May 26-27/ The 2017 Creative Nonfiction Writers’ Conference brings together publishing professionals, literary agents, editors and writers with the goal of walking you through “everything you need to know about writing and publishing narrative nonfiction today.” Editors will be on hand from major publications such as Esquire, The New Yorker, Harper’s and The Paris Review for the keynote discussion on Friday. Writers of all levels are welcome. (Point Park University, Downtown; creativenonfiction.org) —KC

Edit ModuleShow Tags
Edit Module
Edit Module

Edit ModuleShow Tags
Edit Module Edit ModuleShow Tags

On the Blogs


Rightsizing PIT - Will Landside Terminal, Tram Be Needed?

Rightsizing PIT - Will Landside Terminal, Tram Be Needed?

Big changes are expected as the Allegheny Airport Authority draws up a new master plan for the 25-year-old midfield terminal.

Comments


All the foodie news that's fit to blog
Watch: Pittsburgh's Italian Chefs Cook Up an Amazing BBQ

Watch: Pittsburgh's Italian Chefs Cook Up an Amazing BBQ

The fire-cooked meal organized by Justin Severino and Hilary Prescott Severino, included dishes prepared by chefs from Pittsburgh’s Italian restaurant community.

Comments


Not just good stuff. Great stuff.
Best Places for Kids on Rainy Days in Pittsburgh

Best Places for Kids on Rainy Days in Pittsburgh

Read on for some under-the-radar ideas on how you and the kids can survive a rainy day this summer.

Comments


Tres Rios Has Potential, But Hasn't Distinguished Itself Just Yet

Tres Rios Has Potential, But Hasn't Distinguished Itself Just Yet

The tacos-and-tequila bar and restaurant on the South Side doesn't do anything wrong, exactly, but has room to grow.

Comments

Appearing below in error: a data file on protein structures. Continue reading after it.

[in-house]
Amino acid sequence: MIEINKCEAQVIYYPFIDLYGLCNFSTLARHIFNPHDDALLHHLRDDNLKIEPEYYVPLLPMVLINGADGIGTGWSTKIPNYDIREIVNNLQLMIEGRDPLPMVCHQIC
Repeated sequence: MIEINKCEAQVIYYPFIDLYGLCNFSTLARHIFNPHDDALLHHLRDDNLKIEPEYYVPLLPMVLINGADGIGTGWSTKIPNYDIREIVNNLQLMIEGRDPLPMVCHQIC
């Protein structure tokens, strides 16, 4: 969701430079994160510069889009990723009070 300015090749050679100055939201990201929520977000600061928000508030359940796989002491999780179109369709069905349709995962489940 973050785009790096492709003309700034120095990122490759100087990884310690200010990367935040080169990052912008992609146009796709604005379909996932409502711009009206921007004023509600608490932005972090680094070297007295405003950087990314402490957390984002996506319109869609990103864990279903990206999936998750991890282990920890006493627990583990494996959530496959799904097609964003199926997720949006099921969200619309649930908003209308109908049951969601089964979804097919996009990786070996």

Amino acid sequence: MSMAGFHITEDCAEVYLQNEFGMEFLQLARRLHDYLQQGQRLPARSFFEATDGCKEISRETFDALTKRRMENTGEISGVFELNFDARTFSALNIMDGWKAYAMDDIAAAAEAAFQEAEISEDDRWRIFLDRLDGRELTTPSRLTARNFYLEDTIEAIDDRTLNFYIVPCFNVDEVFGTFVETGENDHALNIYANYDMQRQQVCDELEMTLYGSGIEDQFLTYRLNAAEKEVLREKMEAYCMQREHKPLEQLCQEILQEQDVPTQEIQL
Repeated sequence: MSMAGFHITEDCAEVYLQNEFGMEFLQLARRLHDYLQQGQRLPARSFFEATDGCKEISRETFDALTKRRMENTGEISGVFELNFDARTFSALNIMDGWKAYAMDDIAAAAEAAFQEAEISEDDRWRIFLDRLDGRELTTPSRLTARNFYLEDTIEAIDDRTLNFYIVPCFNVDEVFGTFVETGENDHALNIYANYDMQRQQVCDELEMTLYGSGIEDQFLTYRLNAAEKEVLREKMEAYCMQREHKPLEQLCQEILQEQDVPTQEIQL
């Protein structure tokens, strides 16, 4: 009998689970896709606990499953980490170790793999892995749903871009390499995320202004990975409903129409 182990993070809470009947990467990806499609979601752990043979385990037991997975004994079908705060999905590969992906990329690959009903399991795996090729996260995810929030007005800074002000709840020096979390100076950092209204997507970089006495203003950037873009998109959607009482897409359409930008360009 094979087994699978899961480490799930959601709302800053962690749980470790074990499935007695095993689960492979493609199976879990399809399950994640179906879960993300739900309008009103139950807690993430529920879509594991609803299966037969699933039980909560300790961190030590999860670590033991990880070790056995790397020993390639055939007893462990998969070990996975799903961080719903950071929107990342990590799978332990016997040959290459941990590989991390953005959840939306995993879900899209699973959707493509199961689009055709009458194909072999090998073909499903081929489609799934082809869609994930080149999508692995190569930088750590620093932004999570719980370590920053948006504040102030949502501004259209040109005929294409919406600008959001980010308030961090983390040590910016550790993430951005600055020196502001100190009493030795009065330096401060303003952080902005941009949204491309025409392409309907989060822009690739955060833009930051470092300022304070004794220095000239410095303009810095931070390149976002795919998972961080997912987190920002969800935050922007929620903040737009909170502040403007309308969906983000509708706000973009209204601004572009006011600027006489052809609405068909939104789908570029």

Mike Prisuta's Sports Section

A weekly look at the games people are playing and the people who are playing them.
Who Belongs on a Pittsburgh Steelers Mount Rushmore?

Who Belongs on a Pittsburgh Steelers Mount Rushmore?

As the team prepares the inaugural class of its Hall of Honor, Mike Prisuta selects the four members of the Steelers family most deserving of inclusion.

Comments


Style. Design. Goods. Hide your credit card.
Make a Trendy Transition into Fall Style

Make a Trendy Transition into Fall Style

No. 14 Boutique in Lawrenceville put together this chic outfit for the tricky period when summer cools into autumn.

Comments


The movies that are playing in Pittsburgh –– and, more importantly, whether or not they're worth your time.
A Hitman and His Bodyguard Get Into Trouble (No Need to Overcomplicate Things)

A Hitman and His Bodyguard Get Into Trouble (No Need to Overcomplicate Things)

Reviews of "The Hitman's Bodyguard" and "Wind River," plus local movie news and notes.

Comments


Everything you need to know about getting married in Pittsburgh today.
Popping the Question Far Away from Home

Popping the Question Far Away from Home

Three grooms share how they carried their rings long distances to keep their brides-to-be in the dark until the moment they got on one knee.

Comments


Weekly inspiration for your home from the editors of Pittsburgh Magazine
Bombs Away: Arsenal 201 Apartments Open After Cannonball Removal

Bombs Away: Arsenal 201 Apartments Open After Cannonball Removal

Months after the Civil War-era cannonballs were discovered at the former arsenal and munitions factory in Lawrenceville, residents are given the green light to move into the 243-unit apartment complex.

Comments


The hottest topics in higher education
Tuition Increases at the University of Pittsburgh

Tuition Increases at the University of Pittsburgh

School trustees voted this week to increase tuition for in-state and out-of-state students.

Comments

Edit Module

Edit Module